Revive Our Hearts Podcast

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Financial Wisdom for God's Glory 2

Leslie Basham: Are you purposeful with your money? Here's Jan Thompson.

 

Jan Thompson: We are here not to be consumers. We are here to be givers. But we often can't give because it's all getting stuck in the dike of poor money management survival, trying to get the point of success where we have financial freedom in order to get to that point where we can truly make a difference in God's kingdom.

Leslie Basham: This is Revive Our Hearts with Nancy Leigh DeMoss for Tuesday, July 27.

 On yesterday's program you heard members of our audience answer two questions. What's one blessing you've seen related to finances and what's one challenge? You can hear that program at ReviveOurHearts.com. Now let's hear the next part of that conversation between Jan Thompson and Nancy Leigh DeMoss.

 Nancy Leigh DeMoss: Jan, as you hear things that these women have been sharing, this has to be hugely motivating to you.

 Jan Thompson: It lights a fire in me.

 Nancy: I could see it in your face. Jan, by the way, is a certified financial planner and has a business that helps people with financial solutions. And Jan, I asked you when we were talking last night how you first got interested in the whole issue of helping people with their money. It goes way back for you.

 Jan: Way back. I can hardly tell this story without really going back. There are five markers in my life that really define where I am today. I call them the five “M's” in my life, the five markers. It started when I was six years old. My makeover with Christ when I found my Savior. My parents led me to the Lord by my bed.

 My next “M” came at age 19 when I found myself at the altar of my church surrendering my life to full-time Christian service. I'm very grateful God called me to ministry before He called me to my marriage which is my next marker. But Tom was called to ministry and I understood what that call was. What I didn't understand was that I knew I was probably going to be a non-traditional pastor's wife.

 I had a love of finance from a very young age—not a love of money, but a love of understanding biblical finance. I didn't know how my interest in the business world and my interest in my degrees and all of my education is in business and my Master's degree is in finance and my license and certification are all in very non-traditional ministry roles. How could a pastor's wife do this kind of ministry?

 But I have a wonderful husband who saw that God had uniquely gifted me in some areas and instead of trying to fit me into a role as a pastor's wife, he really did nurture and encourage this area.

Then my fourth marker was motherhood. God blessed us with two incredible children. I wasn't sure I’d be a very good mother because I have a very analytical brain. I'm very much a doer. I don't do well with conversing on a two-year-old level, so I wasn't quite sure how I would handle this.

But when God sends you children, while they don't come with a manual on how to raise them, His Word is right here. We started digging as soon as we knew our daughter was on the way in understanding how we could be godly parents to raise these children the way He wanted.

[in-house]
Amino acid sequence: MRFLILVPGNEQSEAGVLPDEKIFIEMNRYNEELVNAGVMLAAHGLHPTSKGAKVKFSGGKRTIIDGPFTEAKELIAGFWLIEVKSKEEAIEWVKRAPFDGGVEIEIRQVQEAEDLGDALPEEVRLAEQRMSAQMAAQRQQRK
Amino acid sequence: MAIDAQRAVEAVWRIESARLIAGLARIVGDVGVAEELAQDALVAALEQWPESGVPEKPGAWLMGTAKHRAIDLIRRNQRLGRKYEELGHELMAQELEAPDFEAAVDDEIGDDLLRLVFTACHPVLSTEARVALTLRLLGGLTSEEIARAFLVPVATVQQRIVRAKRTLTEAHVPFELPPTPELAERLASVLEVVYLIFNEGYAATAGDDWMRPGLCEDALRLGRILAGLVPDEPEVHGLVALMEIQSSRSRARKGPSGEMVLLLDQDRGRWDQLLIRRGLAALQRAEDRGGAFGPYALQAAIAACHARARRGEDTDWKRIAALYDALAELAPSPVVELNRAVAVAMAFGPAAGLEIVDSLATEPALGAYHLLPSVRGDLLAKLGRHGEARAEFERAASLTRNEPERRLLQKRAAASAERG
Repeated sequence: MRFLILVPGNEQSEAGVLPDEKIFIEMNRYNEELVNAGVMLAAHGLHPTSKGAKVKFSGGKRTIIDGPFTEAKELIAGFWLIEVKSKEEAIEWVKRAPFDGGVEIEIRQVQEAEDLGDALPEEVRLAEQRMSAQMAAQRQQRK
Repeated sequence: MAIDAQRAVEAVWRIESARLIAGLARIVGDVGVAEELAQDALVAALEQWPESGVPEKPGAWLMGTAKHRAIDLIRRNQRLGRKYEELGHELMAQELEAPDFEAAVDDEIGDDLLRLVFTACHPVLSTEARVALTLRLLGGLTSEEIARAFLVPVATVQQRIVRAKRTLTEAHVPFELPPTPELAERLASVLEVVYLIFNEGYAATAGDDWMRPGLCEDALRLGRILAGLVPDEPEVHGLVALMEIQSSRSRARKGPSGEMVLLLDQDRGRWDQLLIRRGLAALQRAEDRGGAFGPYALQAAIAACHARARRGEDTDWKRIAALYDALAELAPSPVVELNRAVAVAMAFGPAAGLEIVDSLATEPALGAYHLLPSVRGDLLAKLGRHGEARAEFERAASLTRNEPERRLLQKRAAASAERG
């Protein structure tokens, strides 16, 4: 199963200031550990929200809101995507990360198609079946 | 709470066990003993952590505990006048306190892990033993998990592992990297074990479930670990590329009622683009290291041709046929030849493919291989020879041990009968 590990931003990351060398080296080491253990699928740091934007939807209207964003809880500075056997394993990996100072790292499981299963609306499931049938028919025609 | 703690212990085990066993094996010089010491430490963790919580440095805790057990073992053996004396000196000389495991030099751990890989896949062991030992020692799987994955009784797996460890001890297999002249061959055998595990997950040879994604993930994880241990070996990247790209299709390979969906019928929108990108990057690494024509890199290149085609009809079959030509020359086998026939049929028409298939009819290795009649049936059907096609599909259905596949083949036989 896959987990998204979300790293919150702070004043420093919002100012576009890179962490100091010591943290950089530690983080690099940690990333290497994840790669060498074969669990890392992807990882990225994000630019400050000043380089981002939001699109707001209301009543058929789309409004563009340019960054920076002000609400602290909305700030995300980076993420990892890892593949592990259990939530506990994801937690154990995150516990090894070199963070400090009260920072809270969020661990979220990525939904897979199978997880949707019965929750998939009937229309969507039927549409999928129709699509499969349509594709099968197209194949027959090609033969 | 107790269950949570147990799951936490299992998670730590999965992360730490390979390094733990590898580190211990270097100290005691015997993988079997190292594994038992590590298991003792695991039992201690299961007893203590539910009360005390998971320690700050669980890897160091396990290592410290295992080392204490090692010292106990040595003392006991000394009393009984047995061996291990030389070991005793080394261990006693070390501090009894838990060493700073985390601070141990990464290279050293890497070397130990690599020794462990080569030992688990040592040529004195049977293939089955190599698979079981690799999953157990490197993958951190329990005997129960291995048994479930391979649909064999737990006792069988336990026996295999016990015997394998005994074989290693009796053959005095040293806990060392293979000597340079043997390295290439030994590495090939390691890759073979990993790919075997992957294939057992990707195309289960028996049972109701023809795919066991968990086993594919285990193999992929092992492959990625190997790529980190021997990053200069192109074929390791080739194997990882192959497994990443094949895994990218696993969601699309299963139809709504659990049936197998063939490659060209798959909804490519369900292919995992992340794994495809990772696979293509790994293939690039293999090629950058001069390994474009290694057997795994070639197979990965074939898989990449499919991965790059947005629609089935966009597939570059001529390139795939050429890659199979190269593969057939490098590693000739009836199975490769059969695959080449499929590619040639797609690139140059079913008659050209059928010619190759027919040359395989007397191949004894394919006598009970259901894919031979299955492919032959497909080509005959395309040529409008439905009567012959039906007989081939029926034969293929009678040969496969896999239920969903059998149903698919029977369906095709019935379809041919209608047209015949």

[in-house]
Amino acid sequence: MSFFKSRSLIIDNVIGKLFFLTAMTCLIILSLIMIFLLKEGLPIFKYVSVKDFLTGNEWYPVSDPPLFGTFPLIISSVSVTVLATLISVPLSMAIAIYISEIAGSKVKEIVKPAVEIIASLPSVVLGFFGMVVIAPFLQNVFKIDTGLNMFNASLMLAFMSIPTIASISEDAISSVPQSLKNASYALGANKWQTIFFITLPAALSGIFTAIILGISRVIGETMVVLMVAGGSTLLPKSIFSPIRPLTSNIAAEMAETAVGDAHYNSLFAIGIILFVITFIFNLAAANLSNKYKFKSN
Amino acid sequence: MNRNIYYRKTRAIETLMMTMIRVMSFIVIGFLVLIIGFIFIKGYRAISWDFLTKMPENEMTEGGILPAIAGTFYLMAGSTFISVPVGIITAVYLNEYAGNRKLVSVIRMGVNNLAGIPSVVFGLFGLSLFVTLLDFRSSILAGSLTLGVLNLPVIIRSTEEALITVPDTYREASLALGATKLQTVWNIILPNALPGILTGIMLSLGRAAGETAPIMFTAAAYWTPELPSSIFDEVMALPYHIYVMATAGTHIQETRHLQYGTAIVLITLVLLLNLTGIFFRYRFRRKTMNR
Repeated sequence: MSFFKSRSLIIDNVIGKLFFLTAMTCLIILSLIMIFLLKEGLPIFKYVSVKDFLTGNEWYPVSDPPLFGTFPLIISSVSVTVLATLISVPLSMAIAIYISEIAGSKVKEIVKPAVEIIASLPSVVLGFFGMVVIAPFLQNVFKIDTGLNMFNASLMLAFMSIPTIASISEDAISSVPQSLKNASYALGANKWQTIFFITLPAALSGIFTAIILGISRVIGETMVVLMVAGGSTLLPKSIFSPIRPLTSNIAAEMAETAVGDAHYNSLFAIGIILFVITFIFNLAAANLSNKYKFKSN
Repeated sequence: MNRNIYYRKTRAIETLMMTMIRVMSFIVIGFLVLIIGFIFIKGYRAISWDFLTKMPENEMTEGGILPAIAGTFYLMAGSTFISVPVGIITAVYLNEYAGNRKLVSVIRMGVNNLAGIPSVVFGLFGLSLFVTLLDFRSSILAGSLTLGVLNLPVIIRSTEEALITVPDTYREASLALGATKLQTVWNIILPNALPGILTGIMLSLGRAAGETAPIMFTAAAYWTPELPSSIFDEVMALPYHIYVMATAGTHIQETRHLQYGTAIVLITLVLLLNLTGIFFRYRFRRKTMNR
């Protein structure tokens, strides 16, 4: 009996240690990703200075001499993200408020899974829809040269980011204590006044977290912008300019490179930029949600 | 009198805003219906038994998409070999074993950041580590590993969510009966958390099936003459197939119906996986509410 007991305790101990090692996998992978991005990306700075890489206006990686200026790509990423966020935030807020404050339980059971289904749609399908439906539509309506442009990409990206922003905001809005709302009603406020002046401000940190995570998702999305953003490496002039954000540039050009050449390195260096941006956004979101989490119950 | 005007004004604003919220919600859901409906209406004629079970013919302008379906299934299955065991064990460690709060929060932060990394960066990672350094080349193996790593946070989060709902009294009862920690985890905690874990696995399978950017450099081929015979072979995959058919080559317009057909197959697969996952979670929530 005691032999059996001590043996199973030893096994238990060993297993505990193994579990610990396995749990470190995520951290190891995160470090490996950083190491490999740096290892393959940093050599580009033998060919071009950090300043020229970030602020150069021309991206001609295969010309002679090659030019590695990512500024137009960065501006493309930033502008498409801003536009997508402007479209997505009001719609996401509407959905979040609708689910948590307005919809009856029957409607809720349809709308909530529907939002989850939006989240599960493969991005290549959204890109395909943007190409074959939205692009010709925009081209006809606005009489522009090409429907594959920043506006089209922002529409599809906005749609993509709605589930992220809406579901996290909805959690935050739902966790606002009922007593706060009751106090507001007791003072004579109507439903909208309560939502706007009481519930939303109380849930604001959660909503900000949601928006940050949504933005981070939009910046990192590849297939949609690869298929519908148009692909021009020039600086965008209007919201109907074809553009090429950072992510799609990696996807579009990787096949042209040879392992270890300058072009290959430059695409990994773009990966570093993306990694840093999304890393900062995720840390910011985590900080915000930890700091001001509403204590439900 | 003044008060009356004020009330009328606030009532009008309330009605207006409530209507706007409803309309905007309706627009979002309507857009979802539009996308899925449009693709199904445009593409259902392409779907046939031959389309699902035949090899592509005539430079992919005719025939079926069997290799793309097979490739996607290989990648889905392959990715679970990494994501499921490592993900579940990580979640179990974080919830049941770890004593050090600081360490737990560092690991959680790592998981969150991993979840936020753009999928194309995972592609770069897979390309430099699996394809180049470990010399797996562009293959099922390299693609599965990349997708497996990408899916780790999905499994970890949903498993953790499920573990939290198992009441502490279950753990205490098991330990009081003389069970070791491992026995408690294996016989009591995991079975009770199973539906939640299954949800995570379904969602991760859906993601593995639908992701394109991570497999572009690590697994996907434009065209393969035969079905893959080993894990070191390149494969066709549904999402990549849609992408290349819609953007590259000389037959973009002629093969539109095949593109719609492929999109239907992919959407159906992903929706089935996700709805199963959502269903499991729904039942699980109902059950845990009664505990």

Then my fifth marker was after my children were back in school. I really felt this burning passion in my heart to develop a ministry in money from the lessons I had learned along the way as a young child through the degrees, through the practical application, through the very lean times, through the no money times. I kept watching as I kept going to God's Word and digging out His principles to figure out how to deal with this stuff. God took the practical education side, melded it with the true wisdom of God's Word and had me start this company.

So that's how I got there today. My very first recollection of dealing with money was kneeling by my bed when my father brought in ten pennies for my allowance, the first one that I remember. He laid them out on the bed for me, and he said, “Janny, this one's for Jesus, this one is for your piggy bank and the other eight are for you to spend.”

I am so grateful for parents who while they have never had a great deal of wealth, one of the underwriting principles that I love to teach my clients is it's not how much you have. It's what you do with what you have that makes the difference. I've got clients with enormous incomes but have very little to show for it. And conversely, I have clients with very modest resources that are extraordinarily content that are living according to God's principles and are having an enormous impact on the world around them. They're living a true significance that's not defined by the net worth statement but by their application of the principles of God's Word.

So having started as a child from that very first experience and in growing up with financially responsible parents, getting the proper education, most of all though digging into the principles of God's Word have brought me to where I am today.

Nancy: And God's given you a mission statement for your life. Tell us what that is.

Jan: Yes. In 1986 I was reading in Matthew 25 the parable of the talents. Now we all know the parable of the talents. But I was convinced that day that God wrote that parable just for me because out of it He did birth my mission statement back in 1986. Let me just briefly remind you of that parable.

The master went away, and he gave three of his servants different amounts to manage. When he came back, what did two of them do? They had doubled the resources, and they were very happy to meet the master when he came back. There was one, however, who the Scripture said was afraid. He'd buried the talent. When the master came to him he said, “Here it is lord, everything right to the very last penny.” What did the master say to him? "You don't know how to manage wisely."

There are two principles that come out of that Scripture that birthed my mission statement. Number one, those who know how to manage well will be given more to manage. A light bulb went off in my brain. The second principle is those who don't manage well not only will they not be given more but what they have will be taken away and given to those who do manage well.